Chilima is positioning himself as a Presidential candidate. And more than one among many: as a vice President he has gotten a lot of publicity. Mostly as the champion of the civil service reform, which was expertly blocked by the vested interests of the civil service, who were supported by the vested interests in DPP. The President, as usual, did nothing. Otherwise Chilima is known for starting out hyper-actively, but soon being forced into submission to the sluggish speed of our government apparatus (unless there are allowances or lucrative contracts to be had: that’s when our government officials start moving with cheetahish speed!).
But what does Chilima stand for in the area of policy choices. So far he seems to have projected himself as a “technocrat”. But what is a “technocrat”? Our civil service are supposed to be the technocrats, while the politicians are supposed to make the political decisions, based on the will of the people as expressed in elections, as well as the civil society in advocacy actions as well as demonstrations.
A politicians cannot be a technocrat: there are always decisions to be taken. If a person pretends to be technocratic, it does not mean anything in the area of neutrality or objectivity. A politician can never represent something like a “national interest”. A national interest needs to be defined, and the definition is always dependent on the political ideas of the person defining it.
The nation is not a homogenous group of people. The higher civil servants have a different interest from the lower placed ones, the bourgeoisie (or capitalists) have different interests than the neo-patrimonial politicians. The capitalists in the crony capitalist system have a different interest than the liberal ones. The development partners have a different interest from each other depending on the country or donor they represent. The smallholder farmer has a different interest than the commercial farmer. And so on, and so on.
Usually, those people trying to project a neutral or objective position are supporting a hegemonic power. Cultural hegemony is the phenomenon of a powerful group projecting their personal interests as neutral, logical, self evident, national, general, common sense and in the interest of all. A technocrat is nothing but a person pretending to represent the general interest, while there is no such thing as a general national interest; there are always choices to be made: do we want the money to go towards the smallholder farmer (fi an effective FISP) or do we want to secure the support of powerful groups (fi a corrupted FISP)? Do we want to support the bourgeoisie (fi with austerity policies, cutting down on government spending on health care and education, while strengthening the legal system)) or the population (fi with spending on health care, agricultural subsidies and education, while leaving the judicial system underfunded)?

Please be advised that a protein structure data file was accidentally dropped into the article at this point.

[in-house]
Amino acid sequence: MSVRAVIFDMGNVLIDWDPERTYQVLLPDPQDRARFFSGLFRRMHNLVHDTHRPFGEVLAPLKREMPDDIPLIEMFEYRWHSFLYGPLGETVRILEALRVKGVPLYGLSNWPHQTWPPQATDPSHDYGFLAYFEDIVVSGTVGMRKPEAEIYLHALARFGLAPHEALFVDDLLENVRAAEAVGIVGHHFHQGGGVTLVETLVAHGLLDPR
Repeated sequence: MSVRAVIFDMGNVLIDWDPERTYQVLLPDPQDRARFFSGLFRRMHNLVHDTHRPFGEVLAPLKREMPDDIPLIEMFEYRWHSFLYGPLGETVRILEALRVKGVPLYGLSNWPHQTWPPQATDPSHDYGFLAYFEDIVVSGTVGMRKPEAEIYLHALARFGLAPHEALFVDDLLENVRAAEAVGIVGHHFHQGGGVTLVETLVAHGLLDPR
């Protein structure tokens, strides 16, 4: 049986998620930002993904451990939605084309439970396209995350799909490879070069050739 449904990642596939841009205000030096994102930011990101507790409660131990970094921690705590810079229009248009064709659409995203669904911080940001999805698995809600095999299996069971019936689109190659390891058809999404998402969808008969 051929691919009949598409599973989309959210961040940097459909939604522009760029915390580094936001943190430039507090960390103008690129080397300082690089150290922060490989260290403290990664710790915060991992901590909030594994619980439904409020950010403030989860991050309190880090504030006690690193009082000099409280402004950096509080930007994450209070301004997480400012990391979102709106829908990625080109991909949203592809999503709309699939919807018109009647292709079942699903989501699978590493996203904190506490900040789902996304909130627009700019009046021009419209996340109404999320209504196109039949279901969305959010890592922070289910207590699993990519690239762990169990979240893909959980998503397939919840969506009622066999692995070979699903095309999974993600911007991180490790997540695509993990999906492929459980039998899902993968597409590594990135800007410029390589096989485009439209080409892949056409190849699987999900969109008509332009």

Our newspapers represent the interests of their owners and funders (mostly advertisers and readers), which are the better off in Malawi. They cry out, week after week, against the corruption in the country. But they forget to mention what should replace the corrupt system. They seem to take for granted that you can cut out the corruption of the current neo-patrimonial system, and then end up in middle income heaven. Clearly: this is not possible. What needs to happen is a radical shift in power away from the neo-patrimonial rulers. That means some other group will take over power, and the group that does that is going to define the new cultural hegemony.
Donors represent mostly capitalist countries (US and western Europe) China is a special case: it has a hybrid system of communist government with capitalist economy, which results in different donor policies). They want a liberal capitalist democracy, that provides their economies with cheap raw materials (in the case of Malawi mostly tobacco but also tea, coffee and other agricultural products). So they want a capitalist economy with a strong judiciary and small, weak social programs. That is what they are trying to implement, see the US subsidy for splitting up ESCOM. So they want strong protection of property, including intellectual property like patents and copyrights. That way Monsanto can charge us every year for the seeds, rather than have local seed producers. That way the pharmaceutical industry can charge high, high prices for their products, fi ARTs for HIV/Aids patients. They want the IMF to be supreme in economic and financial matters, so the Malawian population pays high taxes for the loans taken by corrupt rulers, and receive bad services if any (education, health care, security). And don’t be fooled to think that it is the rich who pay taxes: the rich can bribe the MRA (which is consequently underperforming) but the small tobacco farmer is taxed highly high, while he is also victim of all kinds of corruption at the Auction, transport and what have you.
Now a “technocrat” may fight corruption. But is it is replaced with a liberal capitalist system, the masses are still in big trouble. So the masses may have good reason to not vote for Chilima, but prefer the current corrupt neo-patrimonial predators over the “technocratic” capitalist predators.